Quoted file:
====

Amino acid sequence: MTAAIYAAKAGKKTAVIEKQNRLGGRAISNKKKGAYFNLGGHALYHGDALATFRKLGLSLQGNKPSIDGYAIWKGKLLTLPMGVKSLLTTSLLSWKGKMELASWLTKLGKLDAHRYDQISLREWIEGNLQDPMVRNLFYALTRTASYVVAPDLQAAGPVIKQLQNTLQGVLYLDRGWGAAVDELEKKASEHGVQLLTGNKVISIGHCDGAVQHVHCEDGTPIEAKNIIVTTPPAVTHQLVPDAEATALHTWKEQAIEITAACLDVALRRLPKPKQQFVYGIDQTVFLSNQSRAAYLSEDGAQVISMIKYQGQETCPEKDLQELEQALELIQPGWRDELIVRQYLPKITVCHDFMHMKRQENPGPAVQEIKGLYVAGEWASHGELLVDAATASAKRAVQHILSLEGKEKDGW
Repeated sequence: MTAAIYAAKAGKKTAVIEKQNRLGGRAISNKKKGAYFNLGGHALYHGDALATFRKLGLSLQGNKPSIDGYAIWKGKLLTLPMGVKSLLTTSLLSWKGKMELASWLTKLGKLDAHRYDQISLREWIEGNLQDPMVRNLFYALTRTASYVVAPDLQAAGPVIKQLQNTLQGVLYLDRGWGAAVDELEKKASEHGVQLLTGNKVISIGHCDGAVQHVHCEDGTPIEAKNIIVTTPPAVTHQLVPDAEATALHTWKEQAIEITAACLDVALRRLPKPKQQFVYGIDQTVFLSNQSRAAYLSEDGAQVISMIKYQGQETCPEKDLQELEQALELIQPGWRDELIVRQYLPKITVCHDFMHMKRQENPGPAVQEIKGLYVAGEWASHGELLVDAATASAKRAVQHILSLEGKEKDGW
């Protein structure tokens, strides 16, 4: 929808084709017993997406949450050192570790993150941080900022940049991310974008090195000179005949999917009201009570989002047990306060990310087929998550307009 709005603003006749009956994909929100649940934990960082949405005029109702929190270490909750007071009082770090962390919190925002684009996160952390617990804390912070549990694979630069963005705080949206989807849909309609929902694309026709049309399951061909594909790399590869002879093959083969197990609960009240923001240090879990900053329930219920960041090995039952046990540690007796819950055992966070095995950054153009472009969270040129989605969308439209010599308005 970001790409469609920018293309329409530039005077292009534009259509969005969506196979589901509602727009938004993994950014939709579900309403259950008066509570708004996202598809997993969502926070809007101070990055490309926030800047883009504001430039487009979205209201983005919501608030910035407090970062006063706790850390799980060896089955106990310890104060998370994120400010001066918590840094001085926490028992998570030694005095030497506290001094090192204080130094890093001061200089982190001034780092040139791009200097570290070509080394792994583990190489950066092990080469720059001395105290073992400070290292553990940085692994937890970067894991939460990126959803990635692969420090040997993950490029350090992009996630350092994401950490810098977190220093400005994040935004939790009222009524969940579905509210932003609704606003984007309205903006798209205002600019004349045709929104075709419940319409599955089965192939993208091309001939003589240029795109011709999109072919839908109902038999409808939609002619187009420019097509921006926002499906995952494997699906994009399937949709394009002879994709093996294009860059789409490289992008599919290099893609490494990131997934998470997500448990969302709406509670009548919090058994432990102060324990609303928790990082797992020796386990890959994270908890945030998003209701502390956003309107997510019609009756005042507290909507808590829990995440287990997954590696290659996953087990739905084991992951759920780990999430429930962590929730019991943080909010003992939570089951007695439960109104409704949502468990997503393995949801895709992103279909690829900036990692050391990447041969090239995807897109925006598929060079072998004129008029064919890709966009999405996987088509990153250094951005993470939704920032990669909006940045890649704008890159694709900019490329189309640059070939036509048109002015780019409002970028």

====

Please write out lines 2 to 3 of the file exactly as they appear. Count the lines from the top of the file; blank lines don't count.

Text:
Repeated sequence: MTAAIYAAKAGKKTAVIEKQNRLGGRAISNKKKGAYFNLGGHALYHGDALATFRKLGLSLQGNKPSIDGYAIWKGKLLTLPMGVKSLLTTSLLSWKGKMELASWLTKLGKLDAHRYDQISLREWIEGNLQDPMVRNLFYALTRTASYVVAPDLQAAGPVIKQLQNTLQGVLYLDRGWGAAVDELEKKASEHGVQLLTGNKVISIGHCDGAVQHVHCEDGTPIEAKNIIVTTPPAVTHQLVPDAEATALHTWKEQAIEITAACLDVALRRLPKPKQQFVYGIDQTVFLSNQSRAAYLSEDGAQVISMIKYQGQETCPEKDLQELEQALELIQPGWRDELIVRQYLPKITVCHDFMHMKRQENPGPAVQEIKGLYVAGEWASHGELLVDAATASAKRAVQHILSLEGKEKDGW
């Protein structure tokens, strides 16, 4: 929808084709017993997406949450050192570790993150941080900022940049991310974008090195000179005949999917009201009570989002047990306060990310087929998550307009 709005603003006749009956994909929100649940934990960082949405005029109702929190270490909750007071009082770090962390919190925002684009996160952390617990804390912070549990694979630069963005705080949206989807849909309609929902694309026709049309399951061909594909790399590869002879093959083969197990609960009240923001240090879990900053329930219920960041090995039952046990540690007796819950055992966070095995950054153009472009969270040129989605969308439209010599308005 970001790409469609920018293309329409530039005077292009534009259509969005969506196979589901509602727009938004993994950014939709579900309403259950008066509570708004996202598809997993969502926070809007101070990055490309926030800047883009504001430039487009979205209201983005919501608030910035407090970062006063706790850390799980060896089955106990310890104060998370994120400010001066918590840094001085926490028992998570030694005095030497506290001094090192204080130094890093001061200089982190001034780092040139791009200097570290070509080394792994583990190489950066092990080469720059001395105290073992400070290292553990940085692994937890970067894991939460990126959803990635692969420090040997993950490029350090992009996630350092994401950490810098977190220093400005994040935004939790009222009524969940579905509210932003609704606003984007309205903006798209205002600019004349045709929104075709419940319409599955089965192939993208091309001939003589240029795109011709999109072919839908109902038999409808939609002619187009420019097509921006926002499906995952494997699906994009399937949709394009002879994709093996294009860059789409490289992008599919290099893609490494990131997934998470997500448990969302709406509670009548919090058994432990102060324990609303928790990082797992020796386990890959994270908890945030998003209701502390956003309107997510019609009756005042507290909507808590829990995440287990997954590696290659996953087990739905084991992951759920780990999430429930962590929730019991943080909010003992939570089951007695439960109104409704949502468990997503393995949801895709992103279909690829900036990692050391990447041969090239995807897109925006598929060079072998004129008029064919890709966009999405996987088509990153250094951005993470939704920032990669909006940045890649704008890159694709900019490329189309640059070939036509048109002015780019409002970028």